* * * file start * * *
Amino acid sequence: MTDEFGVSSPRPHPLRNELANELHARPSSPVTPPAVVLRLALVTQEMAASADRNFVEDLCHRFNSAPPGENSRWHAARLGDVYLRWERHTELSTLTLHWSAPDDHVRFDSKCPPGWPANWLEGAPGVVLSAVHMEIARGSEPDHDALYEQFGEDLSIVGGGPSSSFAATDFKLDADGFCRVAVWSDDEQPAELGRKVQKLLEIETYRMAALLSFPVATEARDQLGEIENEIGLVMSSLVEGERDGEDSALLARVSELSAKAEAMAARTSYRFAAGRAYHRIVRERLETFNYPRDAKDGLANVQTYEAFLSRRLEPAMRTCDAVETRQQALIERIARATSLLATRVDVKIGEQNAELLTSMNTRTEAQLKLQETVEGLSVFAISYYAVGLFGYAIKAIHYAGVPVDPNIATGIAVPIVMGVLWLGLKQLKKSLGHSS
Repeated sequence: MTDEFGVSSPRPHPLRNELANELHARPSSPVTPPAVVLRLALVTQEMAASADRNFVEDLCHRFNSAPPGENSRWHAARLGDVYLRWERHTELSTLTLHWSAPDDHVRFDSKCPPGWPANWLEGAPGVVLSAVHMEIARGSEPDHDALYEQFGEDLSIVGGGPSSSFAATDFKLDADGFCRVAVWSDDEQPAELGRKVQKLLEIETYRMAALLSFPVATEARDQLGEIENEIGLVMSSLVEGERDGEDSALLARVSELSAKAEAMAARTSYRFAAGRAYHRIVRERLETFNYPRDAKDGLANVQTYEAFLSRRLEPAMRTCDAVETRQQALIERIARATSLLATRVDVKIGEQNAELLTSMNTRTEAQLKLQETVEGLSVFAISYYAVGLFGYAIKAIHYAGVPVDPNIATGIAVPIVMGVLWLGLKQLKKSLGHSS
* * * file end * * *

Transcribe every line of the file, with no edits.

Amino acid sequence: MTDEFGVSSPRPHPLRNELANELHARPSSPVTPPAVVLRLALVTQEMAASADRNFVEDLCHRFNSAPPGENSRWHAARLGDVYLRWERHTELSTLTLHWSAPDDHVRFDSKCPPGWPANWLEGAPGVVLSAVHMEIARGSEPDHDALYEQFGEDLSIVGGGPSSSFAATDFKLDADGFCRVAVWSDDEQPAELGRKVQKLLEIETYRMAALLSFPVATEARDQLGEIENEIGLVMSSLVEGERDGEDSALLARVSELSAKAEAMAARTSYRFAAGRAYHRIVRERLETFNYPRDAKDGLANVQTYEAFLSRRLEPAMRTCDAVETRQQALIERIARATSLLATRVDVKIGEQNAELLTSMNTRTEAQLKLQETVEGLSVFAISYYAVGLFGYAIKAIHYAGVPVDPNIATGIAVPIVMGVLWLGLKQLKKSLGHSS
Repeated sequence: MTDEFGVSSPRPHPLRNELANELHARPSSPVTPPAVVLRLALVTQEMAASADRNFVEDLCHRFNSAPPGENSRWHAARLGDVYLRWERHTELSTLTLHWSAPDDHVRFDSKCPPGWPANWLEGAPGVVLSAVHMEIARGSEPDHDALYEQFGEDLSIVGGGPSSSFAATDFKLDADGFCRVAVWSDDEQPAELGRKVQKLLEIETYRMAALLSFPVATEARDQLGEIENEIGLVMSSLVEGERDGEDSALLARVSELSAKAEAMAARTSYRFAAGRAYHRIVRERLETFNYPRDAKDGLANVQTYEAFLSRRLEPAMRTCDAVETRQQALIERIARATSLLATRVDVKIGEQNAELLTSMNTRTEAQLKLQETVEGLSVFAISYYAVGLFGYAIKAIHYAGVPVDPNIATGIAVPIVMGVLWLGLKQLKKSLGHSS